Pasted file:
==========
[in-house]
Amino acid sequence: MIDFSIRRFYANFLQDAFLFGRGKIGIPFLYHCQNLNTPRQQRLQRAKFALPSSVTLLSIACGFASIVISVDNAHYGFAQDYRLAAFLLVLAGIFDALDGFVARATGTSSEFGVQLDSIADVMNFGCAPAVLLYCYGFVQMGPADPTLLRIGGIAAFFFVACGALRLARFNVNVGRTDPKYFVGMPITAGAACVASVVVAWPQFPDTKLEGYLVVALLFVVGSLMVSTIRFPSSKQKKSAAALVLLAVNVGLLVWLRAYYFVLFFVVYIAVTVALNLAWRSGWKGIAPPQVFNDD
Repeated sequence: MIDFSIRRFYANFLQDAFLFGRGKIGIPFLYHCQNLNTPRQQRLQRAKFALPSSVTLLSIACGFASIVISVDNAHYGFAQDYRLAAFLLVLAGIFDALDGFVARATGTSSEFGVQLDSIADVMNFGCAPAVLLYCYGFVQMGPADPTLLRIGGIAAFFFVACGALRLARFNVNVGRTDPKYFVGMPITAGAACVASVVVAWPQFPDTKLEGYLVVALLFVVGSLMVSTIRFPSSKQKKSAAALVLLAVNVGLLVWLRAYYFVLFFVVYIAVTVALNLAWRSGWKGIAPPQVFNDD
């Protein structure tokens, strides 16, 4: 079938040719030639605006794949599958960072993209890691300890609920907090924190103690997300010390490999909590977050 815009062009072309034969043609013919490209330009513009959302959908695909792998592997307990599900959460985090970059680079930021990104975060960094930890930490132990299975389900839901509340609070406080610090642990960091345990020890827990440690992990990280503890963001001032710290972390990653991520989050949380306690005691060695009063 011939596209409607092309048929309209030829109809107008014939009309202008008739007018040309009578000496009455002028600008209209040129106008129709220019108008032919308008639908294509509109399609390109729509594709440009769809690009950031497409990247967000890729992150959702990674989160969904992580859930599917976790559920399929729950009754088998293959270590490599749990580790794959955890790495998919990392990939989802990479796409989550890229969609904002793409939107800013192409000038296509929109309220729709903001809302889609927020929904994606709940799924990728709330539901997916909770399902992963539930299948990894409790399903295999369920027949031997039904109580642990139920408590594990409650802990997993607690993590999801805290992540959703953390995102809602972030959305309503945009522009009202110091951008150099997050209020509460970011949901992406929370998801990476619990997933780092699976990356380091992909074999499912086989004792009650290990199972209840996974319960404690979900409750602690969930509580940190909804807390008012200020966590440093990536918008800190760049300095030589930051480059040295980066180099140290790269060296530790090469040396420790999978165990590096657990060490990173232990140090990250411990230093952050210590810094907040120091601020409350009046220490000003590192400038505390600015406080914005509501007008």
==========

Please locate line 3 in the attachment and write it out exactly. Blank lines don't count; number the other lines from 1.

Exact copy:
Repeated sequence: MIDFSIRRFYANFLQDAFLFGRGKIGIPFLYHCQNLNTPRQQRLQRAKFALPSSVTLLSIACGFASIVISVDNAHYGFAQDYRLAAFLLVLAGIFDALDGFVARATGTSSEFGVQLDSIADVMNFGCAPAVLLYCYGFVQMGPADPTLLRIGGIAAFFFVACGALRLARFNVNVGRTDPKYFVGMPITAGAACVASVVVAWPQFPDTKLEGYLVVALLFVVGSLMVSTIRFPSSKQKKSAAALVLLAVNVGLLVWLRAYYFVLFFVVYIAVTVALNLAWRSGWKGIAPPQVFNDD